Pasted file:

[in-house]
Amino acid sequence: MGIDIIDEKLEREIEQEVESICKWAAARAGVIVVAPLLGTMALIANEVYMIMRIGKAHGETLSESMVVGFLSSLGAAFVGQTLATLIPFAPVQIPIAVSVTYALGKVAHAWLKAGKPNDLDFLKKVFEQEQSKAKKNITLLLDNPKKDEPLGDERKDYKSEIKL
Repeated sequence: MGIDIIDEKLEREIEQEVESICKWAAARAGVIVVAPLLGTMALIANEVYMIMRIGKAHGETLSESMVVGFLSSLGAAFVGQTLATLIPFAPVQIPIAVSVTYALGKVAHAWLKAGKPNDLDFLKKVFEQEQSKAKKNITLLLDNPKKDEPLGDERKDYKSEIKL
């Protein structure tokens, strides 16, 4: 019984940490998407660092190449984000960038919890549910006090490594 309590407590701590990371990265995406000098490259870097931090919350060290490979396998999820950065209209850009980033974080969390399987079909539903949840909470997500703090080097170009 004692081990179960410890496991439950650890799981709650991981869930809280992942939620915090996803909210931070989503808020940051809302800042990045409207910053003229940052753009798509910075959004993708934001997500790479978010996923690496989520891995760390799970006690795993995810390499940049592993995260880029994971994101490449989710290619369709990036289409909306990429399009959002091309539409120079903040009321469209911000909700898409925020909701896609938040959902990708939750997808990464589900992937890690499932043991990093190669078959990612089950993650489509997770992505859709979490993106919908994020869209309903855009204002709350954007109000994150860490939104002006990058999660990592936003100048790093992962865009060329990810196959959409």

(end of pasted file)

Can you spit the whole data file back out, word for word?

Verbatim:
[in-house]
Amino acid sequence: MGIDIIDEKLEREIEQEVESICKWAAARAGVIVVAPLLGTMALIANEVYMIMRIGKAHGETLSESMVVGFLSSLGAAFVGQTLATLIPFAPVQIPIAVSVTYALGKVAHAWLKAGKPNDLDFLKKVFEQEQSKAKKNITLLLDNPKKDEPLGDERKDYKSEIKL
Repeated sequence: MGIDIIDEKLEREIEQEVESICKWAAARAGVIVVAPLLGTMALIANEVYMIMRIGKAHGETLSESMVVGFLSSLGAAFVGQTLATLIPFAPVQIPIAVSVTYALGKVAHAWLKAGKPNDLDFLKKVFEQEQSKAKKNITLLLDNPKKDEPLGDERKDYKSEIKL
């Protein structure tokens, strides 16, 4: 019984940490998407660092190449984000960038919890549910006090490594 309590407590701590990371990265995406000098490259870097931090919350060290490979396998999820950065209209850009980033974080969390399987079909539903949840909470997500703090080097170009 004692081990179960410890496991439950650890799981709650991981869930809280992942939620915090996803909210931070989503808020940051809302800042990045409207910053003229940052753009798509910075959004993708934001997500790479978010996923690496989520891995760390799970006690795993995810390499940049592993995260880029994971994101490449989710290619369709990036289409909306990429399009959002091309539409120079903040009321469209911000909700898409925020909701896609938040959902990708939750997808990464589900992937890690499932043991990093190669078959990612089950993650489509997770992505859709979490993106919908994020869209309903855009204002709350954007109000994150860490939104002006990058999660990592936003100048790093992962865009060329990810196959959409």